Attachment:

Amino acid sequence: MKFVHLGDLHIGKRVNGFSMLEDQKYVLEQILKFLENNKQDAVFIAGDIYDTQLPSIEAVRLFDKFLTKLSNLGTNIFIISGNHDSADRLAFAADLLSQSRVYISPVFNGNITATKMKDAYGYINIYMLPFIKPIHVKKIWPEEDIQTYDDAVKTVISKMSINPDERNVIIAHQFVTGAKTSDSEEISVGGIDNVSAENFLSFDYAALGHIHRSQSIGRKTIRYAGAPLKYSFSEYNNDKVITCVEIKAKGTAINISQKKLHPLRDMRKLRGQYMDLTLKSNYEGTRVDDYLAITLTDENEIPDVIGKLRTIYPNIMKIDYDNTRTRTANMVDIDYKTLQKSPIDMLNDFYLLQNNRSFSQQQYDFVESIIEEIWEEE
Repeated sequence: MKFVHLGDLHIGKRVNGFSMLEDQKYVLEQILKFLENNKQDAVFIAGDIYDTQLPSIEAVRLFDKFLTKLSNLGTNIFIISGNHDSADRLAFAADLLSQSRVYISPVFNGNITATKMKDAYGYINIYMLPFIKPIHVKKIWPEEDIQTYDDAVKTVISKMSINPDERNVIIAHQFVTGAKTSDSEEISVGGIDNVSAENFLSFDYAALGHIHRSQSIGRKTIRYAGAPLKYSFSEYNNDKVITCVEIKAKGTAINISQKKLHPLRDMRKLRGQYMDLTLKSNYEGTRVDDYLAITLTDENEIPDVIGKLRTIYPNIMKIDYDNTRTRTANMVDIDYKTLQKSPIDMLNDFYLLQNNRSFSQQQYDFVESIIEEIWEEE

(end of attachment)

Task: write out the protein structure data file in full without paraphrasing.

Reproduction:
Amino acid sequence: MKFVHLGDLHIGKRVNGFSMLEDQKYVLEQILKFLENNKQDAVFIAGDIYDTQLPSIEAVRLFDKFLTKLSNLGTNIFIISGNHDSADRLAFAADLLSQSRVYISPVFNGNITATKMKDAYGYINIYMLPFIKPIHVKKIWPEEDIQTYDDAVKTVISKMSINPDERNVIIAHQFVTGAKTSDSEEISVGGIDNVSAENFLSFDYAALGHIHRSQSIGRKTIRYAGAPLKYSFSEYNNDKVITCVEIKAKGTAINISQKKLHPLRDMRKLRGQYMDLTLKSNYEGTRVDDYLAITLTDENEIPDVIGKLRTIYPNIMKIDYDNTRTRTANMVDIDYKTLQKSPIDMLNDFYLLQNNRSFSQQQYDFVESIIEEIWEEE
Repeated sequence: MKFVHLGDLHIGKRVNGFSMLEDQKYVLEQILKFLENNKQDAVFIAGDIYDTQLPSIEAVRLFDKFLTKLSNLGTNIFIISGNHDSADRLAFAADLLSQSRVYISPVFNGNITATKMKDAYGYINIYMLPFIKPIHVKKIWPEEDIQTYDDAVKTVISKMSINPDERNVIIAHQFVTGAKTSDSEEISVGGIDNVSAENFLSFDYAALGHIHRSQSIGRKTIRYAGAPLKYSFSEYNNDKVITCVEIKAKGTAINISQKKLHPLRDMRKLRGQYMDLTLKSNYEGTRVDDYLAITLTDENEIPDVIGKLRTIYPNIMKIDYDNTRTRTANMVDIDYKTLQKSPIDMLNDFYLLQNNRSFSQQQYDFVESIIEEIWEEE